Jesus “…a friend of tax collectors and sinners!” Luke 7:34
I remember one Senior Pastor of whom a person living in sin said, “He never looked at me differently though I was living in sin, and he never gave up on me. I saw Jesus in him. That’s why I came back to Church.” Every now and then I receive emails from people I get to talk to about their sins. I don’t enjoy talking to people about their sins as much as I don’t enjoy talking to people about my sins- as it is humbling. I get to talk to people because I’m a sinner, who is also solely dependent on God’s grace for literally everything. I get to because I’m no longer just a sinner, but also a saint (declared righteous) by God’s sovereign grace. One of the great joys of investing my time with people is that I also get to read notes from those who’ve been helped, because God works despite us. And below is an excerpt of an email from a brother, whose testimony brought great peace and joy to my heart. It also caused me to pause and ask of myself this question again: As a follower of Jesus, am I a friend or foe of sinners? The email reads:
I wanted to tell you that I am very thankful for you and all the time and grace that you poured into me over the time that we met together. You were very loving and very patient with me in the midst of all that I was going through. You treated me as a brother and not as a sinner (even though I was acting like it). I wanted to thank you for all of your prayers and life that you ministered to me. The scriptures that you opened to me, the things that you invested in me may have at the times seemed to be in vain. However, I want to tell you that they were not. At the time I was very angry and confused and had drifted away from the Lord and from his purpose for my life. Thank you for never giving up on me and for always treating me as fellow heir of grace. I know that in my sins and in my disobedience I caused you a lot of grief and pain. Want to ask you to forgive me for any of these sins that I have committed against you. You put your trust in me and had faith that I would overcome all those things. For that reason my continual disobedience must have hurt you very badly. Please forgive me any pain that I caused you.
That word “fellow heir of grace” caught me afresh. It is possible to believe in a theology of grace and be a law-centered church relationally. What we assume to believe about God vertically will display itself horizontally in our sociological environment. It is no wonder that Paul was astonished at how quickly the Galatian church turned to another Gospel. The most humbling and challenging thing for me (pastorally) in Tokyo is to foster an environment of grace, while preaching a theology of grace continually. I say “humbling and challenging” because there is a difference between what I assume to believe and what I actually believe. It is one thing to preach a theology of grace, and it is another thing to show grace in the way we treat one another in the church and society. To be fair, understanding and applying the Gospel of grace is a process in our own lives–as 2 Peter 3:18 says: “grow in the grace and knowledge of our Lord and Savior Jesus Christ.” All spiritual growth ought to result in growth in the grace and knowledge of Jesus. Personal heart-change takes place in the little moments of life. Sin & weaknesses gets exposed, and God’s grace meets us in the mundane.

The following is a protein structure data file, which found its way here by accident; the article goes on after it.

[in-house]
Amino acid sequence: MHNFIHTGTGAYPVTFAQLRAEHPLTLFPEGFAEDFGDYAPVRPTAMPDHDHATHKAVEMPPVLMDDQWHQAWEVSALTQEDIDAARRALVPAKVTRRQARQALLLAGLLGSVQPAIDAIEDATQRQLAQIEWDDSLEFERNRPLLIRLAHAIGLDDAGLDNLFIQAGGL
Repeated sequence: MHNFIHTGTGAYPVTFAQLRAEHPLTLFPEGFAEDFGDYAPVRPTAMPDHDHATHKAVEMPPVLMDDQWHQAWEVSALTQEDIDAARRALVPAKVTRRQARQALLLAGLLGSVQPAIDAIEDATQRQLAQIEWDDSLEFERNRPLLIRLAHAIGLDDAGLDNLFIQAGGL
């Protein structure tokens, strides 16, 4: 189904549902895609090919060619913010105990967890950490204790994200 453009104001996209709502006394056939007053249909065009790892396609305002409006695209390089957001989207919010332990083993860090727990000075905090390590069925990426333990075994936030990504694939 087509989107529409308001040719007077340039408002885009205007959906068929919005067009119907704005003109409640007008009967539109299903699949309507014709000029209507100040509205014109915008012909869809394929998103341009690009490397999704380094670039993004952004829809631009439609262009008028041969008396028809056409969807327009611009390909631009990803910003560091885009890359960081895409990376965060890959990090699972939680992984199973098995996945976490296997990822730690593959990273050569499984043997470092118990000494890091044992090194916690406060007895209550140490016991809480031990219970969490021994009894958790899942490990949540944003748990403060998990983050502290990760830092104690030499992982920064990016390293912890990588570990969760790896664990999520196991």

When you look at your own lives, do you look at your past sins in any way other than that which leads you to praise God for His grace today? Or do you constantly condemn and continue to beat yourself up for not matching up? And how do you treat those that have come to you in openness about their sins? Do you look at them differently? Do you immaturely use those personal information against them when they upset you? Or do you call them gently to repentance, trusting that the Holy Spirit will do His work as you pray and wait patiently. Are you patient with even those who don’t repent and change as quickly as you would like them to? Do you give up easily on people forgetting how patient God has been with you all these years? Are you patient with fellow sinners, as Christ has been very patient with you all these years? Have you come to see yourself in light of grace daily that you are now starting to see others as fellow heirs growing in the grace and knowledge of Christ? As Ray Ortlund puts it:
A gospel-centered church is a variegated collection of sinners. What unifies them is Jesus, the King of grace. They come together and stick together because they have nothing to fear from their church’s message or from their church’s culture. The theology creates the sociology, and the sociology incarnates the theology. And everyone is free to trust the Lord, be honest about their problems, and grow in newness of life. (TGC Blog)
When we’re in sin we love Jesus to be our friend, don’t we? How about when others sin? Do we see them in the light of God’s grace? Becoming a friend of sinners does not mean we endorse sin, but we learn to love and be patient like Jesus whose great love sets us free from sin. I believe there’s no perfect church, but I also believe there can be a healthy Gospel-centered church. May the preaching of the gospel of grace lead us to be more and more forgiving, more and more patient with sinners, and all the more loving to our brothers and sisters in Christ.